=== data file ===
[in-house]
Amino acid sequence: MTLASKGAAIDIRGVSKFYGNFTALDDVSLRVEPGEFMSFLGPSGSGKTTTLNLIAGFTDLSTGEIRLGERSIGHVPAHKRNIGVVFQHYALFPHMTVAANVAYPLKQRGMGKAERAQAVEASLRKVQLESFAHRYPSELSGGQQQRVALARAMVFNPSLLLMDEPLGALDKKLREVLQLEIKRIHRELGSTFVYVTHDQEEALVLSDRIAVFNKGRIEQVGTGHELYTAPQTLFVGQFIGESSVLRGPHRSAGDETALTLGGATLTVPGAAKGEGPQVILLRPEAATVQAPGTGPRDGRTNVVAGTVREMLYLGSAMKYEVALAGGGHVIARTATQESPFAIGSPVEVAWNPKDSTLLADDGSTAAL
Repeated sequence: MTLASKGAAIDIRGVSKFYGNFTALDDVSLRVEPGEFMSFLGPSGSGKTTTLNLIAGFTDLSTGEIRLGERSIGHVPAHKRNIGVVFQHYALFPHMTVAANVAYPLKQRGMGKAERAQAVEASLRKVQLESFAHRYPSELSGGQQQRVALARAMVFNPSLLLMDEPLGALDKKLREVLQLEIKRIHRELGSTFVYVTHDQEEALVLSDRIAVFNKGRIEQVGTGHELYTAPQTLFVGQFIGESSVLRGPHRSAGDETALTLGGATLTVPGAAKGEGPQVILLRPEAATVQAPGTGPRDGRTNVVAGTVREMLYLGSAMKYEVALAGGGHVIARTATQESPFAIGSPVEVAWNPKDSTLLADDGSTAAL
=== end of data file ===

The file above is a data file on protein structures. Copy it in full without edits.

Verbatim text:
[in-house]
Amino acid sequence: MTLASKGAAIDIRGVSKFYGNFTALDDVSLRVEPGEFMSFLGPSGSGKTTTLNLIAGFTDLSTGEIRLGERSIGHVPAHKRNIGVVFQHYALFPHMTVAANVAYPLKQRGMGKAERAQAVEASLRKVQLESFAHRYPSELSGGQQQRVALARAMVFNPSLLLMDEPLGALDKKLREVLQLEIKRIHRELGSTFVYVTHDQEEALVLSDRIAVFNKGRIEQVGTGHELYTAPQTLFVGQFIGESSVLRGPHRSAGDETALTLGGATLTVPGAAKGEGPQVILLRPEAATVQAPGTGPRDGRTNVVAGTVREMLYLGSAMKYEVALAGGGHVIARTATQESPFAIGSPVEVAWNPKDSTLLADDGSTAAL
Repeated sequence: MTLASKGAAIDIRGVSKFYGNFTALDDVSLRVEPGEFMSFLGPSGSGKTTTLNLIAGFTDLSTGEIRLGERSIGHVPAHKRNIGVVFQHYALFPHMTVAANVAYPLKQRGMGKAERAQAVEASLRKVQLESFAHRYPSELSGGQQQRVALARAMVFNPSLLLMDEPLGALDKKLREVLQLEIKRIHRELGSTFVYVTHDQEEALVLSDRIAVFNKGRIEQVGTGHELYTAPQTLFVGQFIGESSVLRGPHRSAGDETALTLGGATLTVPGAAKGEGPQVILLRPEAATVQAPGTGPRDGRTNVVAGTVREMLYLGSAMKYEVALAGGGHVIARTATQESPFAIGSPVEVAWNPKDSTLLADDGSTAAL